Just when those on-demand and pumping debates about breastfeeding are starting to fade, conscientious new parents have a whole new set of baby food considerations. When is the best time to start introducing "real" food to a young child's diet?
Should it be rice, oatmeal or barley? Could Grandma possibly be right about this, or should we listen to what the doula recommended?
Thankfully, as with so many parenting issues, there is more than one way to introduce new foods and have a happy and healthy baby. But there are solid guidelines from experts, all of them focused on healthy nutrition and development along with considering each child's needs and even personality.
These tips from the American Academy of Pediatrics are geared to help you decide when your baby can begin eating solid food with a minimum clash of wills:
Form a plan for your child and no one else. According to AAP pediatrician David Hill, it's important that each child's readiness depends on his own rate of development, so it's really not that helpful to compare your infant to the kid down the street or even her own brother.
Ask the right questions. The drill does not include figuring out if you the parent are ready for this or if the rest of the babies in his age bracket are already gulping down oatmeal. Instead, Hill recommended focusing on these questions:
Is he big enough?
As a rule of thumb, when infants double their birth weight, ordinarily at about 4 months old, weighing around 13 pounds or more, they could be ready for solid foods.
Can she hold her head up?
Before attempting solid foods, your baby should be able to sit in a high chair, a feeding seat, or an infant seat and maintain good head control.
Does he open his mouth when food comes his way?
If babies are eyeing you while you eat, reaching for your food or seeming eager to eat the foods they see older folks eating, they could be ready for you to introduce real food.
Can she move the food from the spoon into her throat?
When you offer that spoonful of rice cereal only to have her push it from her mouth where it dribbles to her chin, this does not mean she doesn't like it. It's more likely she doesn't yet have the ability to move it to the back of her mouth so she can swallow it. Not to worry! That's a common, normal thing. Instead of forcing the issue, wait a week or two to try again or try diluting the cereal and making it thicker gradually.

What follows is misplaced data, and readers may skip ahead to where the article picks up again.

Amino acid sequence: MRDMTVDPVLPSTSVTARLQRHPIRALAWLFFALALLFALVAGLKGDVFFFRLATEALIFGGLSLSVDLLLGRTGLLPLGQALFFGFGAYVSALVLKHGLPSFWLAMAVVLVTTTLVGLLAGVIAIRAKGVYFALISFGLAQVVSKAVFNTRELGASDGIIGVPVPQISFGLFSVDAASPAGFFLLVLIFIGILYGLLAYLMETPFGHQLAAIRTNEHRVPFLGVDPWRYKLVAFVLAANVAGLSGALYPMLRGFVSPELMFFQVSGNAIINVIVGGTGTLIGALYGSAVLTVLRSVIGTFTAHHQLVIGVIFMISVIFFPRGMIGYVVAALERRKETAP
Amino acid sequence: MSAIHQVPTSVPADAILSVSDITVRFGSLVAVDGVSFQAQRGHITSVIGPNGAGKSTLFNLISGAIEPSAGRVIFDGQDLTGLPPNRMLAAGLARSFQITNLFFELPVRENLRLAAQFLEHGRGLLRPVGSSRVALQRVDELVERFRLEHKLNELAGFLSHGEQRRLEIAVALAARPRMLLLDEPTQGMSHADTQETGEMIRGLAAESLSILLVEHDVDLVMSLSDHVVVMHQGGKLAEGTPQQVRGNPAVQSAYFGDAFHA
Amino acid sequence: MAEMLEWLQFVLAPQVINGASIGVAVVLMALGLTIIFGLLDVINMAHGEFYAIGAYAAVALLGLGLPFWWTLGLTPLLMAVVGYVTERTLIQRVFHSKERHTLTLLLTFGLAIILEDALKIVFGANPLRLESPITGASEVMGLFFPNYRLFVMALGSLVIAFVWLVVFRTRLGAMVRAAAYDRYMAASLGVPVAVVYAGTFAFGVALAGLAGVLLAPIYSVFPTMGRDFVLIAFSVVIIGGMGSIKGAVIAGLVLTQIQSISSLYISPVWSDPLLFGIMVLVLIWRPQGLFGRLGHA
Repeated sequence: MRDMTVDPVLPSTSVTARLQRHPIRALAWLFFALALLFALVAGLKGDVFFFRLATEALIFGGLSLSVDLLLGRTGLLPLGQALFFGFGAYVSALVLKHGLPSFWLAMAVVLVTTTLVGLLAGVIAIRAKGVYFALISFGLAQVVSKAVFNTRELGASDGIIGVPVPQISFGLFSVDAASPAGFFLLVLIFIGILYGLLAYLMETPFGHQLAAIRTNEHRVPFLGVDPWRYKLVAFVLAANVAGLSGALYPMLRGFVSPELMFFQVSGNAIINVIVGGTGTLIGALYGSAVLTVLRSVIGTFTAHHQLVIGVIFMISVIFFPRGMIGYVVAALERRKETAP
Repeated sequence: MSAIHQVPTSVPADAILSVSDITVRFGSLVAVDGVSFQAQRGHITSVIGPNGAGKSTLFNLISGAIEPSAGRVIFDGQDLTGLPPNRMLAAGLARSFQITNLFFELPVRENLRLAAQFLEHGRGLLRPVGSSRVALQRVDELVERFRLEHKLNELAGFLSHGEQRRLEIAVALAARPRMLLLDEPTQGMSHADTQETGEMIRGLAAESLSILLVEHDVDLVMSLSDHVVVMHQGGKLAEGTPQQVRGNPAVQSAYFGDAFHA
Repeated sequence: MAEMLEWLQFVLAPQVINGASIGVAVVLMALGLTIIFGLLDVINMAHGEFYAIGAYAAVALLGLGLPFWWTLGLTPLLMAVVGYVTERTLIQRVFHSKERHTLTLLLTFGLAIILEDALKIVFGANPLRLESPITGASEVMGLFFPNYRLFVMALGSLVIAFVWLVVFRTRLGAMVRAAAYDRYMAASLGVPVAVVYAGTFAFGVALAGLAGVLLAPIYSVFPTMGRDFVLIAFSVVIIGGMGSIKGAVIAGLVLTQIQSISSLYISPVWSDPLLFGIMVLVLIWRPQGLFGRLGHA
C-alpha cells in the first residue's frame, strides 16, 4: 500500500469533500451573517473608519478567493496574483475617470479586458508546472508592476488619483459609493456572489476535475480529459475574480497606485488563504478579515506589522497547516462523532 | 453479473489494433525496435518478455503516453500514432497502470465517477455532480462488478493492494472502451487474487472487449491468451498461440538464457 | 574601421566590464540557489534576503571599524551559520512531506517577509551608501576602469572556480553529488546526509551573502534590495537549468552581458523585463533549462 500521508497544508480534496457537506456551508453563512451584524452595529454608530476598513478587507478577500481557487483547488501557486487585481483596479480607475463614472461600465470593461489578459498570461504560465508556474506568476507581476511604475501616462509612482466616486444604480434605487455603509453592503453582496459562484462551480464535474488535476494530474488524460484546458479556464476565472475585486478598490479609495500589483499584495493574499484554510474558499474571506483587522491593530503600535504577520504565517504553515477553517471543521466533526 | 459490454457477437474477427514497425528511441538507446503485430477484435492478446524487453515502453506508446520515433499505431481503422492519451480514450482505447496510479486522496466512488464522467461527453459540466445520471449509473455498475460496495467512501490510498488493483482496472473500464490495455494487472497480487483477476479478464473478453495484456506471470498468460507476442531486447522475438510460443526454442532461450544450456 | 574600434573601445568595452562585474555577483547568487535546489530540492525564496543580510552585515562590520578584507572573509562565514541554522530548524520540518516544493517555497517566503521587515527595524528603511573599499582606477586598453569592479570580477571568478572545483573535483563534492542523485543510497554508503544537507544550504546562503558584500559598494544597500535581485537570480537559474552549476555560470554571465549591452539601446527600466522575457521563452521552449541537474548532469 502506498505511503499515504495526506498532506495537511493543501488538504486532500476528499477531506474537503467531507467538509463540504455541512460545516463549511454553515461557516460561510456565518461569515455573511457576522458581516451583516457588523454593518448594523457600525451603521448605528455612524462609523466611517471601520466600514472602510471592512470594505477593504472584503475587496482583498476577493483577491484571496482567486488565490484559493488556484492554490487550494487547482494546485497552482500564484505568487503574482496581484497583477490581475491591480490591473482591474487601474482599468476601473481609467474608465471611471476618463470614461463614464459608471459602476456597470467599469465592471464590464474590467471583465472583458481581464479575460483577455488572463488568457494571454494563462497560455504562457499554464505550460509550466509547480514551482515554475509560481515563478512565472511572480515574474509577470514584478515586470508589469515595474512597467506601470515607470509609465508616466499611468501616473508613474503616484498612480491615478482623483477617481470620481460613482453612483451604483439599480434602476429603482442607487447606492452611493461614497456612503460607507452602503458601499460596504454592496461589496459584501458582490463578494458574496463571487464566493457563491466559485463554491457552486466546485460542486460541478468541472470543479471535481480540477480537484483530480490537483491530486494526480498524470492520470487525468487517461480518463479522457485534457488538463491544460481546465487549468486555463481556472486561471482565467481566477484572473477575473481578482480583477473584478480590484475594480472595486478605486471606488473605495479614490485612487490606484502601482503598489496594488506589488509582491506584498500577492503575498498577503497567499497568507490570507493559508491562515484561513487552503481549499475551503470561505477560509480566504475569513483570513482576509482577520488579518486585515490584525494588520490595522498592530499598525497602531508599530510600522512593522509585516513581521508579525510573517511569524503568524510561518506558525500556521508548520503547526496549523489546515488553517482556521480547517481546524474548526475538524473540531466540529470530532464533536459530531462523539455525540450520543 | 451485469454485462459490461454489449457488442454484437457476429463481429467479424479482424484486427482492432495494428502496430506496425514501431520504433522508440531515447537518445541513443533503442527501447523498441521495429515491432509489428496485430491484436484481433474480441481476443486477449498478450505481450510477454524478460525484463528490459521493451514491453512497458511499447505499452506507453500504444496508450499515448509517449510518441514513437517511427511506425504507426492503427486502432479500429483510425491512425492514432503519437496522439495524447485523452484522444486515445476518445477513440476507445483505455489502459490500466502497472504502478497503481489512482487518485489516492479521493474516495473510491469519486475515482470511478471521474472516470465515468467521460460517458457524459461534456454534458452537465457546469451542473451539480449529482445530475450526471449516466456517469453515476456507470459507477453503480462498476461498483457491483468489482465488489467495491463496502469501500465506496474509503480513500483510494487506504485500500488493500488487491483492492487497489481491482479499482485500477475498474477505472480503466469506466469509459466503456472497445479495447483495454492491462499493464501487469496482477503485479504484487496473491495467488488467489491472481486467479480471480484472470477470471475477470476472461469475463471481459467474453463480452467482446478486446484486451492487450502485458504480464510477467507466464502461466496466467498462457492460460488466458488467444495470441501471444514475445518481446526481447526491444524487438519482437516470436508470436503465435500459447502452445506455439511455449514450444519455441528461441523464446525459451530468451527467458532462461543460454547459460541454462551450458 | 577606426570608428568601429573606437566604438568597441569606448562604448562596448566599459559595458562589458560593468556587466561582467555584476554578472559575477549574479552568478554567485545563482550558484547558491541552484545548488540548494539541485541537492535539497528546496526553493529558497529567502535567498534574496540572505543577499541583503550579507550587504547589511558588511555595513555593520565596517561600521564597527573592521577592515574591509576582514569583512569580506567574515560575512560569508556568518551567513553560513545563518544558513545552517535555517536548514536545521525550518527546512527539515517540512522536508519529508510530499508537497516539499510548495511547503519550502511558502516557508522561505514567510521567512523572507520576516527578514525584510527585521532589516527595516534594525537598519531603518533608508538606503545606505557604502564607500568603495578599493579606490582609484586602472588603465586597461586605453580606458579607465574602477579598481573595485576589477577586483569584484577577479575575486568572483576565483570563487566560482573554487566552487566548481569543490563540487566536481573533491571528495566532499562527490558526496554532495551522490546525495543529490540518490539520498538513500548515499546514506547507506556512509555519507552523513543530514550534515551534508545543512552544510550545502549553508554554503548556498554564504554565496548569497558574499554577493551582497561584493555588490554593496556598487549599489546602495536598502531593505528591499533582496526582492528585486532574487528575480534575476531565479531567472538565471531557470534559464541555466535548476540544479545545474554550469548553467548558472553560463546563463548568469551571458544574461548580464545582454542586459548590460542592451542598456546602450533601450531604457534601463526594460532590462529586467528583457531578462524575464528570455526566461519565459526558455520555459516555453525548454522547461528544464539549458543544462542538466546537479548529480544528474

Unless your pediatrician specifically advises you to, don't give the baby cereal from a bottle. Your baby could choke if you try the old-fashioned method of giving him his first cereal from a bottle, according to the AAP. That method of starting your baby on real food could also increase the amount of food your baby eats − and he may gain too much weight.
There are exceptions, though, such as when your pediatrician specifically prescribes cereal in a bottle for an infant with acid reflux. Just make sure to check with your child's doctor before assuming cereal from a bottle is okay.
Don't banish breast milk. For a solid start to lifetime health, the AAP recommends breastfeeding as the sole source of nutrition for your baby for about 6 months. Even as you add solid food to your baby's diet, breastfeeding should continue until they are 12 months old.
Don't fret over which food to try first. If you've been around a lot of other new parents or have lots of older relatives weighing in, this may sound incredible. But according to the AAP, it really does not matter what your baby's first solid food is. It is a tradition that single-grain cereals are first up. "However, there is no medical evidence that introducing solid foods in any particular order has an advantage for your baby," Hill noted. "Although many pediatricians will recommend starting vegetables before fruits, there is no evidence that your baby will develop a dislike for vegetables if fruit is given first. Babies are born with a preference for sweets, and the order of introducing foods does not change this."
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